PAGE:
Responses to Louis Lavelle’s
“The Act of Loving”: A Call and Response
Part I: Participation in Love
by Wally Swist

“[Presence is] the discovery of one’s own being through contact with another.”

     – Louis Lavelle

In my attempt to try to understand where I was with regard to caregiving my partner, especially with there being a decline and deterioration in her condition of dementia, I had the opportunity to read the French philosopher Louis Lavelle’s (1883–1951) The Act of Loving and find within myself a “call and response” to specific parts of the work that resonated with me. These resonances led to my own insights regarding the caregiver and the act of loving. The quotes below appear from a new translation of Lavelle’s book by Robert Alan Jones, an Australian who is considered an authority on Lavelle.

Louis Lavelle in 1920

Today’s American Catholic editor Michael Centore mentioned in an email to me that Lavelle’s philosophy was making a comeback, and that it was not dissimilar from Dorothy Day’s idea of “personalism” and the ethos of the Catholic Worker movement. Personalism is described by Daniel Akst in his December 2020 article in Reason, entitled “Dorothy Day: Personalist Hero,” in which he writes: “Day’s intense personalism was evident in her suspicion of hierarchy, bureaucracy, and far-off authorities.”

However, Day’s personalism is probably best elucidated in the anecdote with which the article concludes, relayed by Robert Ellsberg in his book Revolution of the Heart: “[T]he only question that occurred to me was, how do you reconcile Catholicism and anarchism? And she just kind of looked at me and said, ‘It’s never been a problem for me.’” This obviates the inference that Catholicism and anarchism are irreconcilable, and if this is so, then it would give way to the thought that the love Christ practiced and taught us to follow was a form of anarchism. In taking this one step further, the “act of loving” which Lavelle addresses may also be thought about in this way, since he interprets love in his experience of it as a Christian mystic.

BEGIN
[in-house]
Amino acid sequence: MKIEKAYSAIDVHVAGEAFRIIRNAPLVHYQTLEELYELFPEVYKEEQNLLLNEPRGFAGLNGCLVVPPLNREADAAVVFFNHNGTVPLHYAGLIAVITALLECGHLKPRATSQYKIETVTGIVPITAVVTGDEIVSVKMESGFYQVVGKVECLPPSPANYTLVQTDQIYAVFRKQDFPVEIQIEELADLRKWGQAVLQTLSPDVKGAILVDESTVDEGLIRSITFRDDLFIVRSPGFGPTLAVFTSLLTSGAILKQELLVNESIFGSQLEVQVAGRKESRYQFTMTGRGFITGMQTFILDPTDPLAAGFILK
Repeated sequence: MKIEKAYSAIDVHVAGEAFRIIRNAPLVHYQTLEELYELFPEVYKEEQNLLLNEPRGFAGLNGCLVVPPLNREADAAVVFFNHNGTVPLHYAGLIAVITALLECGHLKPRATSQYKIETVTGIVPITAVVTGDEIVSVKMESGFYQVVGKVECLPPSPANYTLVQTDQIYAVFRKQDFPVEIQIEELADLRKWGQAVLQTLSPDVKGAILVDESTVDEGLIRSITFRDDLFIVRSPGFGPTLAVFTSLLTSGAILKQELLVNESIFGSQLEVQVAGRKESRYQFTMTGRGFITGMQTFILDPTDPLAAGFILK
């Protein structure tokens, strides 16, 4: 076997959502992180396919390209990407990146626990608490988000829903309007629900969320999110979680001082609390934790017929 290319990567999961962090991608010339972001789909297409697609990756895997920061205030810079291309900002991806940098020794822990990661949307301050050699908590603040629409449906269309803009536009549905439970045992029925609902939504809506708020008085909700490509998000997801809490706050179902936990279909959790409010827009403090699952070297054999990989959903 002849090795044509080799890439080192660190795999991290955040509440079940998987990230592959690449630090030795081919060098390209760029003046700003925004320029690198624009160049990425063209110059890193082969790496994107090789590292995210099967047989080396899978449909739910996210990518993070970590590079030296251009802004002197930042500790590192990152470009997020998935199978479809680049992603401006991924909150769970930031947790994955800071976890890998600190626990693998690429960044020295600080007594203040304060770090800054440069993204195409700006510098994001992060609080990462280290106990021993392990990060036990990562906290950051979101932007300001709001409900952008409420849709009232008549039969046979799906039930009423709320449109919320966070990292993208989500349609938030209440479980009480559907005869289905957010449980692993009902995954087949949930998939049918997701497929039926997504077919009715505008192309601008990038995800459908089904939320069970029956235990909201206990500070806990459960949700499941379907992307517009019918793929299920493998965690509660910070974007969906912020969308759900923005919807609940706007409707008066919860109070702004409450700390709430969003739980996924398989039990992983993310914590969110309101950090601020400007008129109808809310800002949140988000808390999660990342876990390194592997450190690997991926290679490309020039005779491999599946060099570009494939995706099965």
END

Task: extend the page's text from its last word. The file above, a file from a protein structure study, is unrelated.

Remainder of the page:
In a similar fashion as the German intellectual and philosopher Walter Benjamin sometimes made use of a text and his elaboration and interpretation of it, I use Louis Lavelle’s The Act of Loving, with significant appreciation to Robert Alan Jones and his translation from the French. This text of Lavelle’s has not been translated before, largely due to its grammatic complexity and enormous intellective breadth. Each passage quoted is an inspired call to me by Lavelle, followed by my own response to it that reflects upon my being a caregiver to my partner.

♦ ♦ ♦

“Whatever we are inclined to comprehend and love is what our situation in the world has placed on our path and proposes for our participation.

I found this sentence to be a diamond of Lavelle’s thinking and philosophy. I remember reading him 25 years ago and more, and what I most recall about his work is his admonishment that we are, indeed, ready for whatever it is that comes our way. However, the sentence above not only refines that message but also infers that it is “our participation” in whatever comes our way that is significant and important. The resonance of the sentence in me also abounds with how we become aware of our “participating in God’s being.”

“When we love ourselves, it is he who loves us, or that in us which participates in him.”

This is another gem of a sentence. And I understand, from a distance, how difficult this translation from the French must have been. However, we have mined such rich Lavelle material before in his understanding that it is God who loves us “when we love ourselves.” However, what appears to supremely emerge out of this sentence is the notion of “what participates” in God.

“Thus, if we find in the action of creative power always the same ubiquitous love, everywhere offered, the very love that lifts us toward it as toward the condition of our being and growth but is identical with the One whose creative power calls us into being, then we are obliged to find in other consciousnesses, at the moment they are realised, an example and a means that invites us to reach beyond ourselves and, through a mutual mediation, to realise ourselves along with them; and the love we have for them is no more than a continuation of that movement of love which is the origin of creation. It reflects it, so to speak, throughout its work.”